For Release: May 19, 2000
Contact: David Almasi at (202) 507-6398 or Project21@nationalcenter.org
Black Network Demands Social Security Reform Bipartisan Support for Private Investment of Payroll Taxes Applauded
48% of young Americans believe they will see a UFO but only 28% believe they will see a Social Security check when they retire.
Reforming America's retirement security plan must be a top national priority. Members of the African-American leadership network Project 21 are pleased with the bipartisan progress now underway toward privatizing Social Security and making it fair for black Americans.
As the baby boom generation ages, the increasing strain on Social Security may plunge the government plan into bankruptcy and strand countless older Americans. A recent Federal Reserve study found 56% of households are not putting away enough for a comfortable retirement. Three-quarters of poor families with incomes of $25,000 a year or less also indicate they are not prepared for retirement. Social Security will probably only return a one to three percent on the investment young Americans are putting into it - a rate worse than an average bank account.
Black Americans are the most at risk under the current Social Security regime. A recent survey found only 28% of black households have enough saved for even the most minimal retirement comfort. Furthermore, since black men have a lower average life expectancy than the rest of the population, they are less likely to get back what they have paid into Social Security. Because benefits are not transferable, their families will receive nothing when a black male head of household dies.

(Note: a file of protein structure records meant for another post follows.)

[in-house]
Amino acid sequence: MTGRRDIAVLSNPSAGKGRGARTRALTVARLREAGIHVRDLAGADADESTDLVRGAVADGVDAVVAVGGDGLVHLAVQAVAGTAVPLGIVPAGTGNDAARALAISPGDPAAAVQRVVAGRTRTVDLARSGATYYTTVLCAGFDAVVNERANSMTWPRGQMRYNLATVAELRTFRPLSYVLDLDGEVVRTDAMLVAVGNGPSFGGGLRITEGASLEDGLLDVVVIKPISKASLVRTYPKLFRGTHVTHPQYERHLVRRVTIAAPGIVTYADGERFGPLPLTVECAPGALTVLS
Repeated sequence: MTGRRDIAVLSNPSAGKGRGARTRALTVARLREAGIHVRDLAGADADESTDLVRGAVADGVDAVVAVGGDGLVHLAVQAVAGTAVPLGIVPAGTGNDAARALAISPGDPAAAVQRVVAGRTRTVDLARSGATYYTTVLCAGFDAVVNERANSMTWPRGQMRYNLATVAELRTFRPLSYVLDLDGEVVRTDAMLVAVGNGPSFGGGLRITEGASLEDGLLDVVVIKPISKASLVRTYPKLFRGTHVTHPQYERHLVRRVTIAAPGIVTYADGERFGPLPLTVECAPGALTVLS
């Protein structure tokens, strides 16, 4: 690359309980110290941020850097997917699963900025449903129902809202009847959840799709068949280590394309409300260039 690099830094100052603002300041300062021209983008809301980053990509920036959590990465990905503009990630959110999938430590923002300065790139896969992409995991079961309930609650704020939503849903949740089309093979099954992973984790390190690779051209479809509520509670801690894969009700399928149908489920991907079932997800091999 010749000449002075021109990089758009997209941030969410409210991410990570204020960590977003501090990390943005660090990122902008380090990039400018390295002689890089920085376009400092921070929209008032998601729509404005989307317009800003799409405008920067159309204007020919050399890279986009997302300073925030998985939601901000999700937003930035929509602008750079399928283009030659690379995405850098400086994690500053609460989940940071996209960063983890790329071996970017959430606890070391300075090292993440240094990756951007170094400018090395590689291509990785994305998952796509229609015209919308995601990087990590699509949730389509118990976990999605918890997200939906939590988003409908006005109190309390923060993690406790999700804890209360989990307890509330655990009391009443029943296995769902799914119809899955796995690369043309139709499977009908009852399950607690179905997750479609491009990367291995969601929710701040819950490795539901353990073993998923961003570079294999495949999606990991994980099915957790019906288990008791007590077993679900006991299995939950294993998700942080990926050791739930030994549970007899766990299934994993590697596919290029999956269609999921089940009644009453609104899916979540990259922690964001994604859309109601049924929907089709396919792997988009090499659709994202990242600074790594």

Social Security reform is now receiving strong bipartisan support, and may become a major issue in this fall's presidential election. Presumed Republican presidential candidate Governor George W. Bush of Texas announced a proposal this week to let workers invest a portion of their payroll taxes rather than having the government make all the choices. The proposal would keep current benefits intact for those now receiving Social Security and not raise payroll taxes. Bush is the first nominee to suggest privatizing Social Security since Barry Goldwater in 1964.
In the Senate, Democratic senator Bob Kerry of Nebraska and Republican Judd Gregg of New Hampshire introduced legislation to allow workers to invest two percent of their payroll taxes in privately controlled investment plans. Other key Democrats supporting this legislation are Daniel Patrick Moynihan of New York, John Breaux of Louisiana and Chuck Robb of Virginia. Presumed Democratic presidential nominee Vice President Al Gore, however, opposes reforming Social Security.
"Working Americans earning $35,000 a year will be taxed more than $350,000 by the federal government by the time they retire. They will receive an average of only $1,200 a month or less in Social Security benefits - a certain fate of old-age poverty. It is insulting to be told we should not be allowed to voluntarily control a portion of our own retirement investment when the government's return is only a few percent over 30 to 40 years. I can take the investment advice of a five-year-old finger-painter and do better on a long-term investment that the government has done on Social Security," said Project 21 associate Mike Green. "It seems that some people are content to allow the government to control and oppress as long as someone with an important title frightens them into thinking freedom is a bad thing - a tactic similar to how the slavemasters used to keep slaves from leaving the plantations of the old south."
Project 21 has been a leading voice of the African-American community since 1992. For more information, contact David Almasi at (202) 507-6398 or Project21@nationalcenter.org, or visit Project 21's website at http://www.project21.org/P21Index.html.
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